Italian Charm: Turin


With its back to the Alps and its face turned to the fertile Po Valley, Turin has been a city caught between Italy and France throughout history, a city that combines the beauty of both sides. The name comes from Tau, a word meaning mountains in Celtic and said to come from the Taurinians, a Celtic-Roman tribe who settled in the region before the Roman era. In Italian Torino means little bull, and there is a figure of a bull on the city’s flag. Widely regarded as a miracle of symmetry, the city’s architecture bears witness to two thousand years of history. Exhibiting a variety ranging from the Baroque to the Hellenistic to Art Nouveau, it calls to mind an open air museum. What’s more, it’s not unusual to come across buildings that are wonders of design, one of them being the Mole Antonelliana, dubbed Italy’s Eiffel Tower and an icon of the city. Hosting the National Museum of Cinema today, this building although constructed in the 19th century looks much older.


Famous for its glitzy shopping districts with their vaulted arcades, Turin is also a city rich in palaces and religious structures. The Savoy Royal Palace Complex and all its buildings have been declared a Unesco World Culture Heritage. The Duomo, a Renaissance cathedral, the 17th century Palazzo Reale, the fortress-like Palazzo Madama, the Palatine Towers, and the famous Santuario della Consolata with a statue of the Madonna in the crypt below the church are among the city’s sights worth seeing. Meanwhile the linen shroud in which the body of Jesus is believed to have been wrapped when it was taken down from the cross is preserved in the Santa Sindone Chapel of the Cathedral of St. John the Baptist (San Giovanni Battista). One of the city’s oldest institutions of higher education, Turin University was founded in the early 15th century. Many buildings in the streets - jammed with art galleries and antique shops - point to the city’s long history, a history as turbulent as it is long. The oldest known settlement was destroyed in an attack by Hannibal of Carthage in 218 B.C. Rebuilt during the reign of Julius Caesar, the city underwent a major development in the 1500’s when it was the capital of the Dukedom of Savoy. Capital of the Sardinian Kingdom in the 18th century, Turin was soon transformed into one of Europe’s most important cities. Then, in the middle of the 19th century, the kings of the various Italian city-states met in Turin to discuss the subject of Italian unification. Between 1861 and 1865 Turin earned the title of first capital city of a united Italy. Rapidly industrializing in the last century, the city became one of Italy’s leading centers of production. Thanks to its layout on a grid plan, it’s not hard to find your way in Turin. The Via Roma is the name of the main avenue lined with prestigious shops and cafes. The Piazza San Carlo and Piazza Castello meanwhile are two lovely squares where you can feel the heartbeat of the city.  The city’s giddy energy rarely slows, even at midnight. And this is perhaps Turin’s main distinction…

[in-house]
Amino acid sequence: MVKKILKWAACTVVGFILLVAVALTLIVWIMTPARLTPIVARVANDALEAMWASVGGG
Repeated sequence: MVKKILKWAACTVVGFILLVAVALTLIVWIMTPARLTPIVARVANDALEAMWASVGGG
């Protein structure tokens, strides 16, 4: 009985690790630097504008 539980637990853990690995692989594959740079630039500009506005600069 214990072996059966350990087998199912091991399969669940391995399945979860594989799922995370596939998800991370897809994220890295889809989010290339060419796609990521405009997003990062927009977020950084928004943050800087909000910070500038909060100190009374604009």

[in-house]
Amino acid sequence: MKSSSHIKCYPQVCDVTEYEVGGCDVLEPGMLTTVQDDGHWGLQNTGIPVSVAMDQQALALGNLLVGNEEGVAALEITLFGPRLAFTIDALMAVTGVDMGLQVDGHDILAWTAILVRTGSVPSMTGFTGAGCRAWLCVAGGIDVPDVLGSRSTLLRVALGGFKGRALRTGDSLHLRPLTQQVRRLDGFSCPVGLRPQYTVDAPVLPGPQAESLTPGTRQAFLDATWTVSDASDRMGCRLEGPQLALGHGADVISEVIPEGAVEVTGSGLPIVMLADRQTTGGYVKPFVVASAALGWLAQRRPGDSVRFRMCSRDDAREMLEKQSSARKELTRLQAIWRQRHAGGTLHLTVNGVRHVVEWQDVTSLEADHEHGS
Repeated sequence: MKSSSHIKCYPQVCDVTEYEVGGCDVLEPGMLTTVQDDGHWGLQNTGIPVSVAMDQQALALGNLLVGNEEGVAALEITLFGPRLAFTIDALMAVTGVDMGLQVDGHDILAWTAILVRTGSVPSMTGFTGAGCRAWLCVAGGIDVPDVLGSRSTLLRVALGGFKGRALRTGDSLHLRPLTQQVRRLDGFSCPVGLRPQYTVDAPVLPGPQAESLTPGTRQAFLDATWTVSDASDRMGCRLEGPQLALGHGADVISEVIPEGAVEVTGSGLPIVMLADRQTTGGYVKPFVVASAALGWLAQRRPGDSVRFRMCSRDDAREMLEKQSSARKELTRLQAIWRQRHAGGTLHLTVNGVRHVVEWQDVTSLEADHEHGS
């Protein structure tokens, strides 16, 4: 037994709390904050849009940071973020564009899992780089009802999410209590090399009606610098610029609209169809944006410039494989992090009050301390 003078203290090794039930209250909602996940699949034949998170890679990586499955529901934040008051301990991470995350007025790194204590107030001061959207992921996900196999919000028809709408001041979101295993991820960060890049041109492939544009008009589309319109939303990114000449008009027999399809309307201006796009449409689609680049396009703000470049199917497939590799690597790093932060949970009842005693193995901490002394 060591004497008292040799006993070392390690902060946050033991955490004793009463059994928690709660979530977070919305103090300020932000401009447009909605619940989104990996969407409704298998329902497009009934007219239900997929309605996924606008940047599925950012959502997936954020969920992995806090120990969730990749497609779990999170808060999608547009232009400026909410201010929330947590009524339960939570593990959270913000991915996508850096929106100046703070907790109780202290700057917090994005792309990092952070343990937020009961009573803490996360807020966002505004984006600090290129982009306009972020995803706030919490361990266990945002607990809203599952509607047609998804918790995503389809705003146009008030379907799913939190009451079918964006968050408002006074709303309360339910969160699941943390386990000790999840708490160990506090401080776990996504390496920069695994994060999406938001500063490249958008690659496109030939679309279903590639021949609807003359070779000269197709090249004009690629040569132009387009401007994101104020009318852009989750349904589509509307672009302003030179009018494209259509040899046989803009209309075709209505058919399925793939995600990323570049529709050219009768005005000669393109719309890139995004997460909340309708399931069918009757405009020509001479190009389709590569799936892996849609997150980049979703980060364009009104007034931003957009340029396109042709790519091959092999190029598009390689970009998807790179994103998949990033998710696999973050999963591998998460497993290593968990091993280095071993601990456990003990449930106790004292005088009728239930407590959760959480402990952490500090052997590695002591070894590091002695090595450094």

Turin is the acknowledged center of the Slow Food movement, which emerged as a reaction to the disappearance of local culinary traditions in the rapid pace of modern life. There is no shortage of people who come to Italy today expressly to eat.

As with eating in general, many people come to Turin just for its famous chocolates. The century-old venues that produce or sell Turin’s famous-taste chocolates can be seen on a half-day tour. The sheer variety of creative shapes will make your head spin.


Fashion designer

“One of Italy’s leading wine-growing regions, Turin also takes pride in its century-old automotive industry. The city, which was badly damaged in the Second World War, revived in the 1960’s when the Italian film and automotive industries began to be drawn here. The most important motor museum in Italy, the Museo dell’Automobile, is also at Turin.”
Turkish Airlines flies Istanbul-Turin-Istanbul Tuesdays, Fridays and Saturdays. Departure times are 9:35 a.m. from Istanbul and 12:35 p.m. from Turin. For information:

There are two famous flea markets in Turin. Balôn, a secondhand goods market, is set up on Saturday mornings directly behind the Piazza della Repubblica. And at the Gran Balôn, set up on the second Sunday of every month on the Via e Piazza Borgo Dora, there is nothing you won’t find: antiques, carpets, silver wares, clothing, postcards, books, film and sheet music.